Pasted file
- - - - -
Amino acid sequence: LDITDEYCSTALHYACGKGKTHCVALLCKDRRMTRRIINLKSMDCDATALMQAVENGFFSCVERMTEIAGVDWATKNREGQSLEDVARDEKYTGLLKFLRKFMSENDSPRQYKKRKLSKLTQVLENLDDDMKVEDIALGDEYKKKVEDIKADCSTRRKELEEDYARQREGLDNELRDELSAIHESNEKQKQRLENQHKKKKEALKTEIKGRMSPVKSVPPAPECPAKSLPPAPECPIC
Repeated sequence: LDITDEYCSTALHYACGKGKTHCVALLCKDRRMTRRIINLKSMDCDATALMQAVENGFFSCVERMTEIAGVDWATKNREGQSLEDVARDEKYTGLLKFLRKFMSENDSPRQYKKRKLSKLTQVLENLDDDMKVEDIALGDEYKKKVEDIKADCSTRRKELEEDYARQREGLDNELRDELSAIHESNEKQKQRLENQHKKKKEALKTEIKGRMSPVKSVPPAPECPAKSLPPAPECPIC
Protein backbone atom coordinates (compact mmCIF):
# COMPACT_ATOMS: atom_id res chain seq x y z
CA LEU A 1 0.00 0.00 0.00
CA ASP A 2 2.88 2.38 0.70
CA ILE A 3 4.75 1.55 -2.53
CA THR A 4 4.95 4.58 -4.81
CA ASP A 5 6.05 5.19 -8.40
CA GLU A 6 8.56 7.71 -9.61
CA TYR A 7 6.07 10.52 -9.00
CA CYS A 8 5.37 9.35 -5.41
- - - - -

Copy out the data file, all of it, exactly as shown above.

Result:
Amino acid sequence: LDITDEYCSTALHYACGKGKTHCVALLCKDRRMTRRIINLKSMDCDATALMQAVENGFFSCVERMTEIAGVDWATKNREGQSLEDVARDEKYTGLLKFLRKFMSENDSPRQYKKRKLSKLTQVLENLDDDMKVEDIALGDEYKKKVEDIKADCSTRRKELEEDYARQREGLDNELRDELSAIHESNEKQKQRLENQHKKKKEALKTEIKGRMSPVKSVPPAPECPAKSLPPAPECPIC
Repeated sequence: LDITDEYCSTALHYACGKGKTHCVALLCKDRRMTRRIINLKSMDCDATALMQAVENGFFSCVERMTEIAGVDWATKNREGQSLEDVARDEKYTGLLKFLRKFMSENDSPRQYKKRKLSKLTQVLENLDDDMKVEDIALGDEYKKKVEDIKADCSTRRKELEEDYARQREGLDNELRDELSAIHESNEKQKQRLENQHKKKKEALKTEIKGRMSPVKSVPPAPECPAKSLPPAPECPIC
Protein backbone atom coordinates (compact mmCIF):
# COMPACT_ATOMS: atom_id res chain seq x y z
CA LEU A 1 0.00 0.00 0.00
CA ASP A 2 2.88 2.38 0.70
CA ILE A 3 4.75 1.55 -2.53
CA THR A 4 4.95 4.58 -4.81
CA ASP A 5 6.05 5.19 -8.40
CA GLU A 6 8.56 7.71 -9.61
CA TYR A 7 6.07 10.52 -9.00
CA CYS A 8 5.37 9.35 -5.41